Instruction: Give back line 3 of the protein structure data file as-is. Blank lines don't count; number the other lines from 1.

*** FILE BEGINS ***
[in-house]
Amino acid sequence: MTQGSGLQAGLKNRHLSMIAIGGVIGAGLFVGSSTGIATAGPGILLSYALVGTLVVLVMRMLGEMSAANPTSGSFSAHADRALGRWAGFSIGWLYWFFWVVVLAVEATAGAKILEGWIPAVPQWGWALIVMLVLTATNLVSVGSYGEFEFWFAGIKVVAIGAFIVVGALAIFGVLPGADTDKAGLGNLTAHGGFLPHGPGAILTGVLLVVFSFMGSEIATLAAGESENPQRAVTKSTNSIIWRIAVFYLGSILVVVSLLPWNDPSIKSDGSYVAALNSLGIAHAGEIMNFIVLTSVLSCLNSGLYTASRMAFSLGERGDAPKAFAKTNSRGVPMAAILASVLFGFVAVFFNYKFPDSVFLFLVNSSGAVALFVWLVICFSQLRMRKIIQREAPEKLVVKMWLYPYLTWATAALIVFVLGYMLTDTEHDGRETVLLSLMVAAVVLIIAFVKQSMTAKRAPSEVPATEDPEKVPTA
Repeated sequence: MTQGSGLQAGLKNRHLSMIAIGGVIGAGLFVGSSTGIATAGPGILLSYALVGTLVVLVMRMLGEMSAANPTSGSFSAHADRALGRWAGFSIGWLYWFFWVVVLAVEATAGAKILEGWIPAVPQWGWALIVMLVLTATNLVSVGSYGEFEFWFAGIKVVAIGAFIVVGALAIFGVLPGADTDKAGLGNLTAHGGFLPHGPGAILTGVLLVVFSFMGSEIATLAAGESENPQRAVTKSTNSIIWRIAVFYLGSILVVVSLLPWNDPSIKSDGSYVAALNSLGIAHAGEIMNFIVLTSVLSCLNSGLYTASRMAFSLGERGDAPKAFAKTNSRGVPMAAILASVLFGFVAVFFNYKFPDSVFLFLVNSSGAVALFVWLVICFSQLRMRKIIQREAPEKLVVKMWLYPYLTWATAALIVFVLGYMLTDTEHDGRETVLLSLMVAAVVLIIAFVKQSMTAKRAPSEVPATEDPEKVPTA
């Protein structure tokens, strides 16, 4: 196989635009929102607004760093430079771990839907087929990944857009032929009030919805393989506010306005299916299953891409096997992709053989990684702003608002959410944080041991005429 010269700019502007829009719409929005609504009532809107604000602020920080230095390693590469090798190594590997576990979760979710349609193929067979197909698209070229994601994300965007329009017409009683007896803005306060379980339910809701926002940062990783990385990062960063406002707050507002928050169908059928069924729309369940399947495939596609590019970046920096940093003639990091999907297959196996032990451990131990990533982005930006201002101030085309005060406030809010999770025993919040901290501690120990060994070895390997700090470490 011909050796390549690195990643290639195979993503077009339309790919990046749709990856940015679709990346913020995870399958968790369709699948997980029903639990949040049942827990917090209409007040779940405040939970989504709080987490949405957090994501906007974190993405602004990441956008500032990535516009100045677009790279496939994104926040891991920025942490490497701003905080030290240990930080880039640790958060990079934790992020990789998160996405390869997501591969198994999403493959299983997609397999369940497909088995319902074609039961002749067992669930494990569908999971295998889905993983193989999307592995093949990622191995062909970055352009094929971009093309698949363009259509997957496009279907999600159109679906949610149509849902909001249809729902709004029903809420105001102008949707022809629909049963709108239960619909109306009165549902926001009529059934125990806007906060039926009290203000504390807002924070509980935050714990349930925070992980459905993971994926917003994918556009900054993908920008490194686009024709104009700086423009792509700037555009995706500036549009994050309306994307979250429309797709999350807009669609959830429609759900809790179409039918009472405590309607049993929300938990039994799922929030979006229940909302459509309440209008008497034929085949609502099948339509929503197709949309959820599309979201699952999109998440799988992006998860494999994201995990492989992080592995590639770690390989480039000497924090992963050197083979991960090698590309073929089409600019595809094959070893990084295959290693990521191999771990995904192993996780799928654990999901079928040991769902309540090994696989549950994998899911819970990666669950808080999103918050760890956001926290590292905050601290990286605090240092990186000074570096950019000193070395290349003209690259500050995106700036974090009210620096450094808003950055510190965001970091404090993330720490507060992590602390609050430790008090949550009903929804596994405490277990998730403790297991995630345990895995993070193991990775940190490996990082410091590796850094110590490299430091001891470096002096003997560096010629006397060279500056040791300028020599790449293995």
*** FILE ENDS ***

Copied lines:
Repeated sequence: MTQGSGLQAGLKNRHLSMIAIGGVIGAGLFVGSSTGIATAGPGILLSYALVGTLVVLVMRMLGEMSAANPTSGSFSAHADRALGRWAGFSIGWLYWFFWVVVLAVEATAGAKILEGWIPAVPQWGWALIVMLVLTATNLVSVGSYGEFEFWFAGIKVVAIGAFIVVGALAIFGVLPGADTDKAGLGNLTAHGGFLPHGPGAILTGVLLVVFSFMGSEIATLAAGESENPQRAVTKSTNSIIWRIAVFYLGSILVVVSLLPWNDPSIKSDGSYVAALNSLGIAHAGEIMNFIVLTSVLSCLNSGLYTASRMAFSLGERGDAPKAFAKTNSRGVPMAAILASVLFGFVAVFFNYKFPDSVFLFLVNSSGAVALFVWLVICFSQLRMRKIIQREAPEKLVVKMWLYPYLTWATAALIVFVLGYMLTDTEHDGRETVLLSLMVAAVVLIIAFVKQSMTAKRAPSEVPATEDPEKVPTA